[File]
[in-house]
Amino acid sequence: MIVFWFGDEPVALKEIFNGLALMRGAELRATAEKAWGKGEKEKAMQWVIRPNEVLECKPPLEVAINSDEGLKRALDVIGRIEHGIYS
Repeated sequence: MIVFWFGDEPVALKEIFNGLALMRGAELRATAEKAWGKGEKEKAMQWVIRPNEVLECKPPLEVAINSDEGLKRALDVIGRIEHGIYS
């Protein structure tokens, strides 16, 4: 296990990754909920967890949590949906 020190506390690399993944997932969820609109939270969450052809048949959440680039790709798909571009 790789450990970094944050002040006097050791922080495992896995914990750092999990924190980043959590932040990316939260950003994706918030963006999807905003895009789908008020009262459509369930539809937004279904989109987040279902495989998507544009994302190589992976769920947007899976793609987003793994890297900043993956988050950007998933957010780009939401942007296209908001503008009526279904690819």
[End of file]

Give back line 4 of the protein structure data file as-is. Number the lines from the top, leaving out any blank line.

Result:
């Protein structure tokens, strides 16, 4: 296990990754909920967890949590949906 020190506390690399993944997932969820609109939270969450052809048949959440680039790709798909571009 790789450990970094944050002040006097050791922080495992896995914990750092999990924190980043959590932040990316939260950003994706918030963006999807905003895009789908008020009262459509369930539809937004279904989109987040279902495989998507544009994302190589992976769920947007899976793609987003793994890297900043993956988050950007998933957010780009939401942007296209908001503008009526279904690819």